There is no supposed mis-translation of John 8:58.
Not unless Greeks of the 1st century were incomprehensible to Greek writers of the 4th. See below as John Chrysostom's statement appears in context.
Discussion of John 8:58-59 is provided in GREEK by John Chrysostom ( Ἰωάννης ὁ Χρυσόστομος), c. 349 – 407, Archbishop of Constantinople) in his 56th homily on the Gospel of John.
Chysostom was one of the first Christian writers that did commentaries line by line of the Scripture. Significantly he remained silent about the OT, and had nothing to say about Revelations. Nonetheless, he analyzed the Gospels and Epistles line by line, initiating a tradition that occupied many scholars since the Reformation, e.g., John Calvin and Albert Barnes (1798-1870) author of the Barnes Bible commentaries written in the US..
In John Chrysostom commentary on the Gospel of John, homily 56:
“Jesus says unto them, Before Abraham was, I Am. Then took
they up stones to cast at Him.”
Do you see how He proved Himself to be greater than Abraham? For the man who rejoiced to see His day, and made this an object of earnest desire, plainly did so because it was a day that should be for a benefit, and belonging to one greater than himself. Because they had said, “The carpenter's son” Matthew 13:55, and imagined nothing more concerning Him, He leads them by degrees to an exalted notion of Him. Therefore when they heard the words, “You know not God,” they were not grieved; but when they heard, “before Abraham was, I Am,” as though the nobility of their descent were debased, they became furious, and would have stoned Him.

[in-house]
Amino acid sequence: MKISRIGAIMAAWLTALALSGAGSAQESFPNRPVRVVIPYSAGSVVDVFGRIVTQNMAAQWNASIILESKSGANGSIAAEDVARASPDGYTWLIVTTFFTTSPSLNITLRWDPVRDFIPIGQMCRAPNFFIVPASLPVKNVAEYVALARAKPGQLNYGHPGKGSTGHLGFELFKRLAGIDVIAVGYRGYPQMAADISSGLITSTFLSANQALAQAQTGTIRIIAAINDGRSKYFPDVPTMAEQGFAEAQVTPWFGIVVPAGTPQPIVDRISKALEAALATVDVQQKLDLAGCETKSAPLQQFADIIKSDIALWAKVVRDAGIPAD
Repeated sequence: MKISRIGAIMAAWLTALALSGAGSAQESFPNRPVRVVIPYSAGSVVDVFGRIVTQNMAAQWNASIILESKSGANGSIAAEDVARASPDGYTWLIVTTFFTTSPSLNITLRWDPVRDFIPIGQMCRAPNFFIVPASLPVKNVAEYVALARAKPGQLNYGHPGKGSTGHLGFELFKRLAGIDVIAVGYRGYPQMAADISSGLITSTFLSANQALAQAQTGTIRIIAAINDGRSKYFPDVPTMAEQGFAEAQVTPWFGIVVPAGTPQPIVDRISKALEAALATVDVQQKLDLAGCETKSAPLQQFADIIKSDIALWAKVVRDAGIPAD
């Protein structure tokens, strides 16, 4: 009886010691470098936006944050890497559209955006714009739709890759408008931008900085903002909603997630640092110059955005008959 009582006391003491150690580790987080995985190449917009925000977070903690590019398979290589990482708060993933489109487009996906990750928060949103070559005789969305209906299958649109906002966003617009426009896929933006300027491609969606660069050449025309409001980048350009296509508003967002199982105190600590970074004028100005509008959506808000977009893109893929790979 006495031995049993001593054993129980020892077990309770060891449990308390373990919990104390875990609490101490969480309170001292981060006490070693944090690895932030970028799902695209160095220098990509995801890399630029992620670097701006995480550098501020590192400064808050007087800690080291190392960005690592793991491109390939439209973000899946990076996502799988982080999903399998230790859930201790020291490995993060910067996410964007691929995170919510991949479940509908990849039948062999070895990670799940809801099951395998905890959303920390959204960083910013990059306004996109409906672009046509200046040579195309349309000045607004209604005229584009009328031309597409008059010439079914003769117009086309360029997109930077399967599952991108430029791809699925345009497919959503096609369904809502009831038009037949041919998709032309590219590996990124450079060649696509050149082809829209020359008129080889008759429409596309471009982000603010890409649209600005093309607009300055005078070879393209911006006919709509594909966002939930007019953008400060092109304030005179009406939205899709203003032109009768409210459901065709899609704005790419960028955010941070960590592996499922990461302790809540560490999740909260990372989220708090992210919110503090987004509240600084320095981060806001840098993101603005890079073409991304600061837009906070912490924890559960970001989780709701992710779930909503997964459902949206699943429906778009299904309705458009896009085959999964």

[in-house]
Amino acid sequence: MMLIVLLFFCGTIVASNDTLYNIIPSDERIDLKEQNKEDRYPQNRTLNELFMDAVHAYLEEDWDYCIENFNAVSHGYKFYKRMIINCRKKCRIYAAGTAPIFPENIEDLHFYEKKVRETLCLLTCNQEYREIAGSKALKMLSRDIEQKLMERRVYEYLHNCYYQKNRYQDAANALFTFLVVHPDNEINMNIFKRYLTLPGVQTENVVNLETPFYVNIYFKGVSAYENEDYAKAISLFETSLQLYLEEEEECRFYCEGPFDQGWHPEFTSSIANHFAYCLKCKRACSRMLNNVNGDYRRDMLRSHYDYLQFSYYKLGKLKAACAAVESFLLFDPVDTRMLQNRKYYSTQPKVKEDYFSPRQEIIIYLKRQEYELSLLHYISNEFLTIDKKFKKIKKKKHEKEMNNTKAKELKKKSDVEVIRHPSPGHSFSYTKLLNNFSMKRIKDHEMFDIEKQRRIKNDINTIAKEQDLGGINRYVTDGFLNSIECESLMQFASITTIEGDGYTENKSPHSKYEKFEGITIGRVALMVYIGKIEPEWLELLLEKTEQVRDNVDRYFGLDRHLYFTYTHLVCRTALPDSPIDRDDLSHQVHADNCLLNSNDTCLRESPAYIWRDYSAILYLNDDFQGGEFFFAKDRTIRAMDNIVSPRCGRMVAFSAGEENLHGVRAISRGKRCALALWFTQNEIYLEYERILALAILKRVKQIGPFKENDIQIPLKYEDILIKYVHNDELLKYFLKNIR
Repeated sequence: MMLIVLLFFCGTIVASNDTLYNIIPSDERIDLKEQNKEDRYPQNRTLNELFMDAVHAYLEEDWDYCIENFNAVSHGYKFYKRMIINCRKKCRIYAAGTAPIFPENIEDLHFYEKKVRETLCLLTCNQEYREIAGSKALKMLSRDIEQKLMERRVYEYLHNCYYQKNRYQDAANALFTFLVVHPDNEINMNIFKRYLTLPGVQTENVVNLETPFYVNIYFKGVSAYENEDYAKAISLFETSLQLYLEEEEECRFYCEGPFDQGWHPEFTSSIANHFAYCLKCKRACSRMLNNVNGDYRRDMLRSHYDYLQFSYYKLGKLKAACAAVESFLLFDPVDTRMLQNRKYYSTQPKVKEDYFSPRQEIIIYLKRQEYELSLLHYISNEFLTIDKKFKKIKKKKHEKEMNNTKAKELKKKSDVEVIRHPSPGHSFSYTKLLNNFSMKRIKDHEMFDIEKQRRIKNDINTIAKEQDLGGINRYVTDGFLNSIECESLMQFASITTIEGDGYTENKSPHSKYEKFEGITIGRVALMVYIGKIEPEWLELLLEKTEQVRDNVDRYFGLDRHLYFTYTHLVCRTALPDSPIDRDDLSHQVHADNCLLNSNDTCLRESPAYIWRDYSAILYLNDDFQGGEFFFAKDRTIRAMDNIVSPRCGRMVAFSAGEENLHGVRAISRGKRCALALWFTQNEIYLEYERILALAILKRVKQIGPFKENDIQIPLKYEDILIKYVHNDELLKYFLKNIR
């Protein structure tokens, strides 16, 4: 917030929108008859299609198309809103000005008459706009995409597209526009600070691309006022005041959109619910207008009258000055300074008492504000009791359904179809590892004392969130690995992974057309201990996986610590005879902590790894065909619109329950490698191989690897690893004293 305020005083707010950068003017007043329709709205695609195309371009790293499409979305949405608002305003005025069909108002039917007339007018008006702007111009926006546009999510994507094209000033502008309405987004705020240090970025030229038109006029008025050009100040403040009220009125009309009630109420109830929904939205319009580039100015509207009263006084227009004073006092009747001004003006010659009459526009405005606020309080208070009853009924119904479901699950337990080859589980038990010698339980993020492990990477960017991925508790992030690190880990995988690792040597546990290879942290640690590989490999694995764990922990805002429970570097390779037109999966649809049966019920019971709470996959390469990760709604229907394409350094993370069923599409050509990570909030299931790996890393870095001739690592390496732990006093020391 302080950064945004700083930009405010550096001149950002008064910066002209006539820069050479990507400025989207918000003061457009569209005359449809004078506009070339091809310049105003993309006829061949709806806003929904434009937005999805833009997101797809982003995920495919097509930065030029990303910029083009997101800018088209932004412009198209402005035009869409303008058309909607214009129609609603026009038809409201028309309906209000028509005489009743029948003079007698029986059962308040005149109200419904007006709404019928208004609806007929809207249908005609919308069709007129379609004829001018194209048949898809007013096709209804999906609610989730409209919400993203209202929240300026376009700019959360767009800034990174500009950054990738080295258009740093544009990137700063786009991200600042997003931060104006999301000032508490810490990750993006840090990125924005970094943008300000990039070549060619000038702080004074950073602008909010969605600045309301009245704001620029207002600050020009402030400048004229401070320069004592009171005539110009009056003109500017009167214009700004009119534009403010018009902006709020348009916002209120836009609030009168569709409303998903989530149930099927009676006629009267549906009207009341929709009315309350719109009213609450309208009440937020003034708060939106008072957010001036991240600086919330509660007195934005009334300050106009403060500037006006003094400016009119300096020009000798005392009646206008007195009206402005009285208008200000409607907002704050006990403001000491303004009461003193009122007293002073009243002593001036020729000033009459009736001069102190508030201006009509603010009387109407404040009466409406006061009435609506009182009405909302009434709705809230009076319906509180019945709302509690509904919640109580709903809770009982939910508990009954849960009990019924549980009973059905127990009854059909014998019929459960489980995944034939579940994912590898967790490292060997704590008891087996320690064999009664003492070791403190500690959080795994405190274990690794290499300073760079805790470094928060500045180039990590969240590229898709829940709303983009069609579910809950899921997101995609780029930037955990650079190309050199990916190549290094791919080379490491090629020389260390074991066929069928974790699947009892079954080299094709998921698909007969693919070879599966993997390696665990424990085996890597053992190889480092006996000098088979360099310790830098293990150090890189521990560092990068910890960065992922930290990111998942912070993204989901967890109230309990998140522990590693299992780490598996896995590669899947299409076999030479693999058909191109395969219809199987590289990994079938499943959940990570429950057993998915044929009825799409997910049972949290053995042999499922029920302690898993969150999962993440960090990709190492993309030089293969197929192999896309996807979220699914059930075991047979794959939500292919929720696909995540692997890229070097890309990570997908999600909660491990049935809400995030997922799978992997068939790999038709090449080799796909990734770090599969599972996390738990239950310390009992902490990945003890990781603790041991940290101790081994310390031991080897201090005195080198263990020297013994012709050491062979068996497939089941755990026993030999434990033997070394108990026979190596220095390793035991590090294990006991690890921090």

“He saw My day, and was glad.” He shows, that not unwillingly He came to His Passion, since He praises him who was gladdened at the Cross. For this was the salvation of the world. But they cast stones at Him; so ready were they for murder, and they did this of their own accord, without enquiry.
But wherefore said He not, “Before Abraham was, I was,” instead of “I Am”? As the Father uses this expression, “I Am,” so also does Christ; for it signifies continuous Being, irrespective of all time. On which account the expression seemed to them to be blasphemous. Now if they could not bear the comparison with Abraham, although this was but a trifling one, had He continually made Himself equal to the Father, would they ever have ceased casting stones at Him?